Days begin and days end, again and again. I straddle my conveyance furiously scribbling additional fiction for a book that I wrote a long, long time ago my ears blister and peel, burned by wind and sun cars stop so their drivers may fulfill an irrepressible curiosity and ask my business I meet a finely wrinkled cyclist with an unexpected kindness of discourse and the word “Aryan” tattooed into his neck my wheels turn wildly off course and suddenly I am on the 101 with objection and disquiet I read from One Hundred Years of Solitude inthe pink dusk between cities at a midnight rest stop, a sorority voice delicately tells her dog, Ellie, to “get busy” over and over and over and over again until I want to unfold from my cocoon like a terrible butterfly and squeeze the shit out of Ellie myself our desperate measure of time advances from 2011 to 2012 and with perfect introspection, I have a quiet birthday.
I reached Los Angeles on Wednesday, January 4th, nine days after leaving San Francisco. Nine days is slow by cycling standards, but all inhibiting factors considered, it’s still a 500 mile bike ride (381 by automobile), so I was pleased with myself nonetheless.
Now, I could tell you of the mustard pollution that heralded the City of Angels miles before my arrival. I could tell you how I crossed the 100-mile sprawl of that coastal metropolis; how disconcerting it is to hear tires hiss with escaping air once a plague of desert thorns are plucked from their swell; how sandstorms would have choked and blinded me had I not had the foresight to wear goggles over my eyes and a bandana over my mouth; how different people treat those they perceive as socially marginalized; how the interstate was a loveless companion; how Phoenix gassed the same yellow pollution that L.A. did; how absolutely wonderful the embrace of an old friend feels after a decade apart; how hard and claustrophobic the back of a police car is; how real fear becomes you when you know there is life-threatening debris in the road, though it can’t be seen for the immovable night; how lovely a moonlight ride through the desert; I could tell you what it’s like to be padded after by an animal with the face of a wolf and fur as red as blood; how the cruel wind can on one day push you uphill then antagonize on another by forcing a downhill coast to an absolute standstill . . . all day; how a rushing semi-truck could momentarily disrupt the opposing wind and suction you a few blessed feet on it’s tailcoats or simply make you wobble from the sudden lack of resistance; how sand colludes with sweat to layer your sleeping face then grits in your teeth then finds its way into your eyes even when they are tightly shut and roaming in restless dreams; how much sand tenderizes fingertips and lips; how much sand actually hurts; how suffocating and hot and cold a bivy sack can be when you’re so congested that you have to unzip the night shroud to face a blistering torrent of sand, sand, sand to spit sand, then breathe in sand, and spit sand again before enclosing the new sand that has invaded the tiny shelter; how 75-cent hot chocolate from rest stop vending machines were tiny comforts that made the chill in my bones forgettable from the ephemeral brim to base of those little casino cups.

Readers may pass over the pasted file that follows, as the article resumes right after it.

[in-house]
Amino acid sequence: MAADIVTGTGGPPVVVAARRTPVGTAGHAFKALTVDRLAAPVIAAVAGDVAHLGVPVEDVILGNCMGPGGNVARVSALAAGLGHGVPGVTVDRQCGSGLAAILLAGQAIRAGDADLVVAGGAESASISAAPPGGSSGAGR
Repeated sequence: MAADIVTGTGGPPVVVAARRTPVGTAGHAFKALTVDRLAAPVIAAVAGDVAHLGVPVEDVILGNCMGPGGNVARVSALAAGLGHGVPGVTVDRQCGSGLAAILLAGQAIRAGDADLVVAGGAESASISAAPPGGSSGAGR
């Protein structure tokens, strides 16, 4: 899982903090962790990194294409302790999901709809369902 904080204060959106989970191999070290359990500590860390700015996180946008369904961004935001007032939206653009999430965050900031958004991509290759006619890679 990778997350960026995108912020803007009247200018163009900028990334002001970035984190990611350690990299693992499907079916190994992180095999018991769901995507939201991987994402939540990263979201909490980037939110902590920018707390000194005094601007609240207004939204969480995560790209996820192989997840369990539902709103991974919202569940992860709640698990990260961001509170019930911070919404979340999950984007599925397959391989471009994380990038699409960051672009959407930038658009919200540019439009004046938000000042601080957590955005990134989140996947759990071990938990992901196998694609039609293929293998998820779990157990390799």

I could tell you all of this, in great detail, rich in description, provocative in rhetoric, sexy in prose, but a funny thing started happening when I reached Los Angeles, and it’s happening all over again as I reflect on the second half of this journey: I stopped caring for my bike ride. It would take the entire ride through Arizona and a wasted tire in New Mexico to fully accept this.
I couldn't get that asshole out of the picture.
What started out as a spider bite turned into wicked sun blisters